Black was in control of the game but missing a simple tactic cost him bigtime. It was fun to watch magab001 in his other games because he played some very complicated and nailbiting positions. I had planned not to annotate any of my own games from the tournament but the next game was too good to pass up.

I chose to annotate that game mostly because of 26.Nb6 because it was a high-stakes gamble that paid off in dividends. This was in the third round immediately following my earlier defeat so it helped to boost my confidence and carry me on to the end. The final game I want to show was played near the end of the tournament around the time that my eyelids were growing heavy and the fight for the top three positions had come down to the wire. It features magab001 from the one of the earlier annotated games.

So, what’s the verdict on this tournament and the whole of chess tournaments on the site? I found the Chess.com tournament experience to be much more pleasant than I had expected. The kibitzing with other participants was a lot of fun and it took a lot of the emphasis away from ELOs and put all emphasis on individual performance. A 900 ELO player could defeat a 1200 ELO player and vice versa, so tournaments on Chess.com are an excellent way to wade into the world of competitive chess. Besides, it is free to enter these tournaments and there are even some cool trophies to display on your Chess.com profile page.

Final Tournament Standings

Rank Player Rating Record Tie
1 TheChessierGuy (16) 1014 5/5 8.5
2 AmishHacker (5) 1151 4/5 7
3 AestheticFit (6) 1134 3/5 4
4 yanakap (17) 965 3/5 3.5
5 magab001 (3) 1126 2/5 1.5
6 ChronoTheCode (10) 1069 1.5/5 0.25
  • View these games on Chess.com.
    • Game #1: tg-13 (1182) vs. JakeBoz98 (1075)
    • Game #2: AestheticFit (1144) vs. magab001 (1139)
    • Game #3: AmishHacker (1135) vs. yanakap (905)
    • Game #4: magab001 (1146) vs. ChronoTheCode (1088)(1088)
Comments closed

A Tactical Exposé

Recently I have been working with the Peshk@ training tool from ChessOK. Aside from studying opening theory I have also tried brushing up on my tactical abilities. It was not until recently that I was able to identify some of those tactics in games that I have been playing online. One game in particular struck me as an exceptional tactical win and it was played on the Live Chess server at Chess.com. I have annotated it here:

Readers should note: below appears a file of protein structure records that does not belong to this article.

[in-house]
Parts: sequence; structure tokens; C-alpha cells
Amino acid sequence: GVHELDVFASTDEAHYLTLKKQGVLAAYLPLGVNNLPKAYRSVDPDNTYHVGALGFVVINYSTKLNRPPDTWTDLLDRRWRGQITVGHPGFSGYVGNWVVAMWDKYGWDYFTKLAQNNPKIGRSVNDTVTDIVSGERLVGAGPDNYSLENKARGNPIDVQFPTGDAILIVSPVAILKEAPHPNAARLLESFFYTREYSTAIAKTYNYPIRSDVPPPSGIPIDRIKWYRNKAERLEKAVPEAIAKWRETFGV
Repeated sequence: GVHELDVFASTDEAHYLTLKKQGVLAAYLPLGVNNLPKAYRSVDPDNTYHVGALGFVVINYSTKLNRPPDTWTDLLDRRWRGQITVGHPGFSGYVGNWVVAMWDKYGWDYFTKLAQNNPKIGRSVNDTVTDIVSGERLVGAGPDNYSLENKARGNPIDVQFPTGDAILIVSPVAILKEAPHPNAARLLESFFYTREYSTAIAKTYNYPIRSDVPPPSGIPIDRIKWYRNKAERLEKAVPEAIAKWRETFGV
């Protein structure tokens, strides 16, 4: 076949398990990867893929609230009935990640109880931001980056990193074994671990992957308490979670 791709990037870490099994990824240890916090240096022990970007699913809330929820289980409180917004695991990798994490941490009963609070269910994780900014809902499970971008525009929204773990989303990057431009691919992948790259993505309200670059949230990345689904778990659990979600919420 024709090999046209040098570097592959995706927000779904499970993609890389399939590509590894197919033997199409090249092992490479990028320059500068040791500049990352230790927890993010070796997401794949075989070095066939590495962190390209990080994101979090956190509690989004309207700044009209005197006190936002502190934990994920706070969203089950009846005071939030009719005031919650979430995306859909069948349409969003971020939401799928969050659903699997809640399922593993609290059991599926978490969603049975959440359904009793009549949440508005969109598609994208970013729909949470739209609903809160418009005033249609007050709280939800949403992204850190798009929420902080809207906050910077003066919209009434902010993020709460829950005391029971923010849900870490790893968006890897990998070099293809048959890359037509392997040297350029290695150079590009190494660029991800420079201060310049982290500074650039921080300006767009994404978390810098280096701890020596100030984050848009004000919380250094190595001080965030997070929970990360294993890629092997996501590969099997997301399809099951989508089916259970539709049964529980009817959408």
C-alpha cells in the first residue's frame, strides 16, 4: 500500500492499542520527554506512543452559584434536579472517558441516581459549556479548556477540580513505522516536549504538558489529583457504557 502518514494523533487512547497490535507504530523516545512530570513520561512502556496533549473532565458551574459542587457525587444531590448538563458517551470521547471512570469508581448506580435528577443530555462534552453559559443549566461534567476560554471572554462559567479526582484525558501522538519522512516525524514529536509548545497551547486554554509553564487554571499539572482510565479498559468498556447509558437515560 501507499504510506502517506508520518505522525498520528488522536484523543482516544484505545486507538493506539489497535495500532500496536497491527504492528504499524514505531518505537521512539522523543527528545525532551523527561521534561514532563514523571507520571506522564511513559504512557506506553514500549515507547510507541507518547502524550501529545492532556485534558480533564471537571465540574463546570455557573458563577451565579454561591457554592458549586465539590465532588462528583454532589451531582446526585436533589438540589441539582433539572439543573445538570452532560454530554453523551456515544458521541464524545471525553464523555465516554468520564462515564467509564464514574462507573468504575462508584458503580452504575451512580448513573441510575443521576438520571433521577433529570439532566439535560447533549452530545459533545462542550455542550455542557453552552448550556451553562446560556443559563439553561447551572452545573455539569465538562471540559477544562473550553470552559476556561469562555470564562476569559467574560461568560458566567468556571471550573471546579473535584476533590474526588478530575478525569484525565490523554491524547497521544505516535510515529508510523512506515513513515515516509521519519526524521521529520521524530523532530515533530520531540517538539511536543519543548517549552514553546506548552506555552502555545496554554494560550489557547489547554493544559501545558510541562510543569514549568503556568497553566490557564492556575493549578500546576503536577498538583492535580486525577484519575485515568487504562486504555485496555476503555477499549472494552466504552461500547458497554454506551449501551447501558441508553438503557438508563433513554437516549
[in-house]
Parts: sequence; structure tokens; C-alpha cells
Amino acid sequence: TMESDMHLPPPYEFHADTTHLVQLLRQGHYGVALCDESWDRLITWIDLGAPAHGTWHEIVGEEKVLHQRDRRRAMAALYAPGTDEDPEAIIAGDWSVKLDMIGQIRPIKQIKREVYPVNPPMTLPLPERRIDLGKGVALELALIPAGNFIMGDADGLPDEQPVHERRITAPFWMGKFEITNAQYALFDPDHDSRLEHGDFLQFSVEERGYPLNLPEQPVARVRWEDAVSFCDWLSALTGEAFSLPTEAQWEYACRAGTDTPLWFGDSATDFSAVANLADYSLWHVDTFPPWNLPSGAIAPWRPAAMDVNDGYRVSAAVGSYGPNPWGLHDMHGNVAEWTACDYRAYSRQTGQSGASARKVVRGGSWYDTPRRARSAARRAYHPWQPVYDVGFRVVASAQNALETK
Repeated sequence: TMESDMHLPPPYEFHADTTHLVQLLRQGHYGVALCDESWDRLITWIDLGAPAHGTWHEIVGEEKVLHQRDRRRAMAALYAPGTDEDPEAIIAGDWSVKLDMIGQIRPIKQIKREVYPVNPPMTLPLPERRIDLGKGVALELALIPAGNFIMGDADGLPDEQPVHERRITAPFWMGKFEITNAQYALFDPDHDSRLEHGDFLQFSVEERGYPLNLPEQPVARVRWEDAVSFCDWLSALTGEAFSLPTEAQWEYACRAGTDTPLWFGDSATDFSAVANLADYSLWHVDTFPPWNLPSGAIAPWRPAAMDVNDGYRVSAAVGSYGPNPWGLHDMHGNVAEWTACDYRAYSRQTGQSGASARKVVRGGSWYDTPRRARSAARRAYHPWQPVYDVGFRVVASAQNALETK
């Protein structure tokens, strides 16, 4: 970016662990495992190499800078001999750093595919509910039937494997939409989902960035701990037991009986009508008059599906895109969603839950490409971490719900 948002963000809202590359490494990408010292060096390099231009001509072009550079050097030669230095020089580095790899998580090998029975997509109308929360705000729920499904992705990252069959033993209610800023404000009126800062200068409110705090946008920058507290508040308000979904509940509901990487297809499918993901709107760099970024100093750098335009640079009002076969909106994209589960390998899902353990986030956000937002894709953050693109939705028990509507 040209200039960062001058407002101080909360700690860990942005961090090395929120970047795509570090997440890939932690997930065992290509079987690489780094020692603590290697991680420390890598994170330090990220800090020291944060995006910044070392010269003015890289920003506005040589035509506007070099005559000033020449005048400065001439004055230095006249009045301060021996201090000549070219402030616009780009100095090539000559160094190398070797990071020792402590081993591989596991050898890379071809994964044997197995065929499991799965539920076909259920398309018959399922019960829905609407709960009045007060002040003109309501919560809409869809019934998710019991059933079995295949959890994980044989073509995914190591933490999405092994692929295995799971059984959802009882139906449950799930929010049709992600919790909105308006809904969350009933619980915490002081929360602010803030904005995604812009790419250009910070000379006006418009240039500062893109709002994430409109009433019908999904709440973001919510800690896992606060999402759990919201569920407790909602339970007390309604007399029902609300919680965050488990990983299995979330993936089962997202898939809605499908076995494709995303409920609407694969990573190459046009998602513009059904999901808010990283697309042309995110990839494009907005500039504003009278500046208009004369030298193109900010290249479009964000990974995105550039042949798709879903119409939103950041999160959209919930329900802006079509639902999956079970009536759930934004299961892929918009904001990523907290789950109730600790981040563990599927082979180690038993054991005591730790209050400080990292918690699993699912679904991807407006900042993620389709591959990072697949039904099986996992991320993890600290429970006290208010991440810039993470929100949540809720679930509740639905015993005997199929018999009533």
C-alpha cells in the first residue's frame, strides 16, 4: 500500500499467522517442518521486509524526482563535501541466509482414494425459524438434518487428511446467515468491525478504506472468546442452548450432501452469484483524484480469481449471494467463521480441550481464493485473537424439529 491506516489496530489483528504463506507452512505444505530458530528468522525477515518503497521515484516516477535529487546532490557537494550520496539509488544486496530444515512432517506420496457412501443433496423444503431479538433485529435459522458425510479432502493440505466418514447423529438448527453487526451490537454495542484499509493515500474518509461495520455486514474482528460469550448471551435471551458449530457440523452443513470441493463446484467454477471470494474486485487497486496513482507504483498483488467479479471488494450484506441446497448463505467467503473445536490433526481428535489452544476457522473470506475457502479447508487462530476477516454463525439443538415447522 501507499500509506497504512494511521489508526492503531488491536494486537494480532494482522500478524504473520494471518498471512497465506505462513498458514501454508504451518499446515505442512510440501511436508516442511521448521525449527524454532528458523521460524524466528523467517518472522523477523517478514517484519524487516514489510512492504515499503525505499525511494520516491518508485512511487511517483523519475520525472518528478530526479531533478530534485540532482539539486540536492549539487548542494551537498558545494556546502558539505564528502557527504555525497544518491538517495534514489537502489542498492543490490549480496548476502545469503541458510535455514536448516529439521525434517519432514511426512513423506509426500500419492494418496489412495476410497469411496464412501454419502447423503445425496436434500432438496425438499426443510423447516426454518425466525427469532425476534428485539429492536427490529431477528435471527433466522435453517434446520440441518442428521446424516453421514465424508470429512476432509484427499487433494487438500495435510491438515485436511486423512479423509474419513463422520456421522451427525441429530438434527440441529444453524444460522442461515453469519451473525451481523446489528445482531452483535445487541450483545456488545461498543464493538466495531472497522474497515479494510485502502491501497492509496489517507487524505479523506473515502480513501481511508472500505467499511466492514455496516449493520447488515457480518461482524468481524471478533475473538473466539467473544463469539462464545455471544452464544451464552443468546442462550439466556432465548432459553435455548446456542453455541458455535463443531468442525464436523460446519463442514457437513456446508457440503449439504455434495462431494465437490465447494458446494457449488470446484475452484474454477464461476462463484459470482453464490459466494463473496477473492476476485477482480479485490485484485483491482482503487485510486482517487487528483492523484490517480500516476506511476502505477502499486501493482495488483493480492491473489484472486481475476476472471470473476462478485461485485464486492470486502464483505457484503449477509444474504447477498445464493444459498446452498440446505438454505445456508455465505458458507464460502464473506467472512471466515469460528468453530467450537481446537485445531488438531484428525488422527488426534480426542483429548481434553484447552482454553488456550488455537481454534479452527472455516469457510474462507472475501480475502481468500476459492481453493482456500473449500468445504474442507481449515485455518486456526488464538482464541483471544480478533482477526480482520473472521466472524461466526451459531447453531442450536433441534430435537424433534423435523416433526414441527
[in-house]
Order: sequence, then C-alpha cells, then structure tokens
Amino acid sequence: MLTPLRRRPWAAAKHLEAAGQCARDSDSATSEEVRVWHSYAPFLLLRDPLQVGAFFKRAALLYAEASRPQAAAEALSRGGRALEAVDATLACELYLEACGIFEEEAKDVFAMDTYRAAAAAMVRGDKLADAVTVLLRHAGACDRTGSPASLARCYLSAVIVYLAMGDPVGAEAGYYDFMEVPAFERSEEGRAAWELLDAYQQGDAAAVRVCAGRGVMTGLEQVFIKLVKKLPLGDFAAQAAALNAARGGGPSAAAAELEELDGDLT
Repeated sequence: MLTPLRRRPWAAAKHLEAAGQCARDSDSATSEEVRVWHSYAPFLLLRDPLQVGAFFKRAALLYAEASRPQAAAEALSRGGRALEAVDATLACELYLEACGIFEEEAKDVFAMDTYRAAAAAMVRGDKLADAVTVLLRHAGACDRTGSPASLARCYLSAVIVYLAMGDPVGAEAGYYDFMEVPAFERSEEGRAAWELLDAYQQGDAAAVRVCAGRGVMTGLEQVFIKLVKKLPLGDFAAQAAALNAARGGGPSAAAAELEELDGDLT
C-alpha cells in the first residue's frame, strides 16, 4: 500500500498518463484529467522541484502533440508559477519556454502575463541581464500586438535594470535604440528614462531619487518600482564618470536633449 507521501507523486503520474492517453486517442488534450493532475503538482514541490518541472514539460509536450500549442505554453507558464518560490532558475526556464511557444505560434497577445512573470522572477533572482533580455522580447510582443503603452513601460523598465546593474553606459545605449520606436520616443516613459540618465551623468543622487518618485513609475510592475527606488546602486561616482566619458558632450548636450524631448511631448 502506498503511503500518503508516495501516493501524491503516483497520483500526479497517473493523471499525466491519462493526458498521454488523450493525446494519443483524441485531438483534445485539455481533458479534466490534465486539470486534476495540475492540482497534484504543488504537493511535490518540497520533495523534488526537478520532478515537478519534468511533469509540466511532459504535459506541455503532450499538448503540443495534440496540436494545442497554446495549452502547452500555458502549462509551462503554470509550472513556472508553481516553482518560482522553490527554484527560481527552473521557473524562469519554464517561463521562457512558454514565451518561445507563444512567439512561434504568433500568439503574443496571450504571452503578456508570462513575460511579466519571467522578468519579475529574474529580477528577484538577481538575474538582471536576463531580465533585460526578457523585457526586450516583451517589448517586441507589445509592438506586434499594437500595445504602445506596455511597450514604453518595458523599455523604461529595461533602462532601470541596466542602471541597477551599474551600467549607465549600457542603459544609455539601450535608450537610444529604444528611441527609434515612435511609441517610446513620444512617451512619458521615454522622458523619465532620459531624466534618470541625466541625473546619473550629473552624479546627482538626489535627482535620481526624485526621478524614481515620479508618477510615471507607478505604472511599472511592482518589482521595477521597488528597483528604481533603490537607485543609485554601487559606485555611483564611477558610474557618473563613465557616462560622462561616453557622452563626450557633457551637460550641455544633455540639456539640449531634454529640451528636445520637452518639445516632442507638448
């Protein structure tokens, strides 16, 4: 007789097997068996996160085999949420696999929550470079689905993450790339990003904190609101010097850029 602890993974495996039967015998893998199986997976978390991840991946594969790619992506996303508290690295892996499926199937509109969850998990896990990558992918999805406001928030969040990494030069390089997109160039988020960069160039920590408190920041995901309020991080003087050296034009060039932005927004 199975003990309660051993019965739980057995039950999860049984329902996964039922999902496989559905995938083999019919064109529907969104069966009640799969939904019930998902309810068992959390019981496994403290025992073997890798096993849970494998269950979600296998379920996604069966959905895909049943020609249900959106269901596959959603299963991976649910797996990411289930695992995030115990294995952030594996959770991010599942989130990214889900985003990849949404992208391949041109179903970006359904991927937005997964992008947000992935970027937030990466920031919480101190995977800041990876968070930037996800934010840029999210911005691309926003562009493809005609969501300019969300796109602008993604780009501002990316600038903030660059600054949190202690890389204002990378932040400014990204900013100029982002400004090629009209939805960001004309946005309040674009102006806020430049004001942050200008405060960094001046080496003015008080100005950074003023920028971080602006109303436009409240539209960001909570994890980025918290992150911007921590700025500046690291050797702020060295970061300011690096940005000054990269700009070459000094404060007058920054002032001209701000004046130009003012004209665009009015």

Internet Opponent vs. AmishHacker

Chess.com | Live Chess | October 08, 2015

1.e4 A standard and powerful opening move. White is vying for control of the center.

1…d5 Immediately challenging White’s push for the center. Most of my online opponents take the exchange as my opponent in this game did.

2.exd5 White accepts the exchange. 2…Qxd5 The exchange is complete but I have to be careful bringing my Queen out so early in the game. In this position she is vulnerable to attack on several fronts.

3.Nc3 White immediately engages my Queen. 3…Qd8 Moving my Queen back to safety to continue developing my pieces.

4.d4 b6 Preparing a clear space for my Bishop to develop. 5.Bb5+ White obviously wants to show that he is in an aggressive mood. This also delays my Bishop’s development and forces a response rather than expansion of my attack forces. 5…Bd7 A direct challenge to the attack. I am also in a mood to fight.

6.Qg4 White doubles up his attack on the d7 Bishop. Much of the attack is counterbalanced but there is danger here if I do not play with precision.

6…e6 7.Bg5 f6 8.Qxe6+ A strong move since the d7 Bishop is pinned by the b5 Bishop. The attack on my position was well coordinated and there were several opportunities for Black to exploit weakness. 8…Be7 [8…Ne7 9.Bxf6 gxf6 10.Qxf6 And White is comfortably winning.] 9.Qxd7+?? Was played in the game. A tragic error that cost White his Queen and the game. It seems that he failed to notice the b8 Knight defending the d7 square.

[9.Bxd7+ Qxd7 does nothing.]9…Nxd7!! The only reasoanble response to White’s blunder. 10.Bf4 Obviously blindsided by the devastating blunder, White retreats his Bishop in an attempt to regroup and recover with a new strategy. 10…g5 11.Bg3 Bd6 12.0-0-0 Ne7 13.Re1 A nice pin, but I am still able to castle to safety. 13…0-0 14.Bc4+ This attack seems only designed to force my King from its safety net. 14…Kh8 15.Nf3 c6!? This move made me nervous because it isolated my d6 Bishop and almost handed White the initiative. However, my opponent did not see the move and chose a different path. 16.d5?? The second major blunder of the game missing Bxd6!! 16…Bc5 17.dxc6 Nxc6 18.Nd5 Re8 19.Nc7 Rxe1+ A tactical sacrifice designed merely to delay White’s capture of the Rook. 20.Nxe1?? My opponent suprrised me again with this move. Normally the response would be Rxe1! but the choice to go with the Knight prevents the Rook from developing and leaves White handicapped.